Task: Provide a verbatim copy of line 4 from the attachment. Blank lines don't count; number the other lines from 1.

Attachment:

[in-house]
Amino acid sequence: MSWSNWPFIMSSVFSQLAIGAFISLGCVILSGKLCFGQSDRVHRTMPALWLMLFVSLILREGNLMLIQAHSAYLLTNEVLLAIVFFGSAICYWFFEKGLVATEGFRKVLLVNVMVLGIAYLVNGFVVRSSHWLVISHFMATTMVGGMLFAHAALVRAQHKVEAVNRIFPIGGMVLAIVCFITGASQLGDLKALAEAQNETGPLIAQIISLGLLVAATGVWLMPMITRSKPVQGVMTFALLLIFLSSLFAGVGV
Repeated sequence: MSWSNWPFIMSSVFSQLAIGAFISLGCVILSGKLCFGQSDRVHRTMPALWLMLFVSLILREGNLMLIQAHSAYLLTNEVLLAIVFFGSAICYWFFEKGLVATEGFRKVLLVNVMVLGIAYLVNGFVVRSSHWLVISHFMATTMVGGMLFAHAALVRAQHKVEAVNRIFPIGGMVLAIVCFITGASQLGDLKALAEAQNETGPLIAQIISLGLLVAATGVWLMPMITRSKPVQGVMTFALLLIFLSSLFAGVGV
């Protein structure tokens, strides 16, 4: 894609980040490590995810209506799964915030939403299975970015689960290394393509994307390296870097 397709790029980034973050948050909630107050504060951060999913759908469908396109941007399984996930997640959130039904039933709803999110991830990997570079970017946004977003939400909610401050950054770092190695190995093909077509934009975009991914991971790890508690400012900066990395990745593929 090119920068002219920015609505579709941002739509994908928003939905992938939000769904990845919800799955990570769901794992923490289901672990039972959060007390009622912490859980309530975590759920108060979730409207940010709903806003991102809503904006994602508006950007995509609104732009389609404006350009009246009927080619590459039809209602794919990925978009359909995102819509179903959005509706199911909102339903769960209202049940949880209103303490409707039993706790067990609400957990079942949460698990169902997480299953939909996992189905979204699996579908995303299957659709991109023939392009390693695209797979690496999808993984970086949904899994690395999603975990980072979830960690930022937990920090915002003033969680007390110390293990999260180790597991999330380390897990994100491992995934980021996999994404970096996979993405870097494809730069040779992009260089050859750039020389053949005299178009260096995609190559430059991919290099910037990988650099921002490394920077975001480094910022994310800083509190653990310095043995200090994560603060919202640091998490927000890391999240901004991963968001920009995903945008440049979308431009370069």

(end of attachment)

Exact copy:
């Protein structure tokens, strides 16, 4: 894609980040490590995810209506799964915030939403299975970015689960290394393509994307390296870097 397709790029980034973050948050909630107050504060951060999913759908469908396109941007399984996930997640959130039904039933709803999110991830990997570079970017946004977003939400909610401050950054770092190695190995093909077509934009975009991914991971790890508690400012900066990395990745593929 090119920068002219920015609505579709941002739509994908928003939905992938939000769904990845919800799955990570769901794992923490289901672990039972959060007390009622912490859980309530975590759920108060979730409207940010709903806003991102809503904006994602508006950007995509609104732009389609404006350009009246009927080619590459039809209602794919990925978009359909995102819509179903959005509706199911909102339903769960209202049940949880209103303490409707039993706790067990609400957990079942949460698990169902997480299953939909996992189905979204699996579908995303299957659709991109023939392009390693695209797979690496999808993984970086949904899994690395999603975990980072979830960690930022937990920090915002003033969680007390110390293990999260180790597991999330380390897990994100491992995934980021996999994404970096996979993405870097494809730069040779992009260089050859750039020389053949005299178009260096995609190559430059991919290099910037990988650099921002490394920077975001480094910022994310800083509190653990310095043995200090994560603060919202640091998490927000890391999240901004991963968001920009995903945008440049979308431009370069």